Caesar’s murder was no stab in the dark. In this hour-by-hour, sometimes minute-by-minute account of the murder, Strauss brings to the fore the role of Decimus, the soldier who joined and helped direct the conspiracy, even though he was Caesar’s friend. But then, as Seneca would later remark, by the end the conspiracy included more friends of Caesar than enemies, and one of the wonders of that fateful day is that the rickety assemblage of plotters—perhaps as many as 60—ever managed to pull off their plot.
They chose the Senate itself for the murder, partly because Caesar would be separated from his lictors and ex-gladiator guards. “The dictator would not have a throng of ‘friends’ to protect him there,” as Strauss notes. But even more, they chose the Senate in the belief that the public setting would make clear that they were acting “on behalf of the country.” Slaying the tyrant in a public place in the heart of Rome? “The very act could inform and change public opinion.”
And so, despite many warnings, Caesar entered the Senate that day, the Ides of March, in a thick toga “dyed a reddish purple and embroidered with gold,” sat himself on the gold tribunal chair, and began to receive the respects of various senators. An acquaintance named Tillius Cimber seized Caesar’s toga and pinned him to his chair as the attackers drew their daggers and began the surprisingly difficult task of stabbing him to death.
And then they paraded out of the Senate to announce to the city what they had done. In the event, the crowds didn’t much appreciate their claims of high motive, and the funeral turned into an orgy of Caesar-worship. The conspirators had hoped to stage a drama of saving the republic; they got instead a drama of traitors turning on their friend. Cassius and Brutus raced away to gather armies for the civil war that would end with their defeat at Philippi, while a new ruling triumvirate would form with the predictable Mark Antony and Lepidus, joined by the surprising teenager (and heir to Caesar’s vast wealth) Octavian.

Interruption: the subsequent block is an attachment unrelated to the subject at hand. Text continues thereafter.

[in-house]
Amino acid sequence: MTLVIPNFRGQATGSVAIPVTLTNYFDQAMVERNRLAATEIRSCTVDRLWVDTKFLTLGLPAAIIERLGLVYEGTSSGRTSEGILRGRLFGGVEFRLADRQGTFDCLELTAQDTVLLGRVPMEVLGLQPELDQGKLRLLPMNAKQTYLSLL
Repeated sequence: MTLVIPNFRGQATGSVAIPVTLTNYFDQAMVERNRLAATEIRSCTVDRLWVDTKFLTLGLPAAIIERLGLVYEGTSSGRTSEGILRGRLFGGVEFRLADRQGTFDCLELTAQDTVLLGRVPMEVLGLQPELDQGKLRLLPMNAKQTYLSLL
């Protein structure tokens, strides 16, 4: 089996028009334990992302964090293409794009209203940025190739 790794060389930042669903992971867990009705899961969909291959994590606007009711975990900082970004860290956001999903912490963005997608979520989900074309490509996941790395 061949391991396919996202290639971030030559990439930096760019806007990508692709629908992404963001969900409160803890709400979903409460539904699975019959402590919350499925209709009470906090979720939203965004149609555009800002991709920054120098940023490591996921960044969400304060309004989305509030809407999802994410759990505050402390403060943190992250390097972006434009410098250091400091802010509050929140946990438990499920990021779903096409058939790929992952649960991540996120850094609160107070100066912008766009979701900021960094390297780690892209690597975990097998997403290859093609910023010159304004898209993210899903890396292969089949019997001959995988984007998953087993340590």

Octavian, of course, is the figure who would emerge from the mess of it all to claim the empire and establish the imperial system that, in its hundreds of years of existence, may be the most successful government in history. Certainly the Roman Empire still looms in our imagination, still stands as a kind of baseline when we think about both abstract political theory and the actual practice of politics. And without Octavian—the future Caesar Augustus—we would not have had that Rome.
Of course, without Julius Caesar, we would not have had Augustus, which is why we continue to be fascinated by him—and why Barry Strauss has produced The Death of Caesar, a gift to readers. Julius Caesar proves to be all that has been said of him, good and bad. All that has been said, and more besides.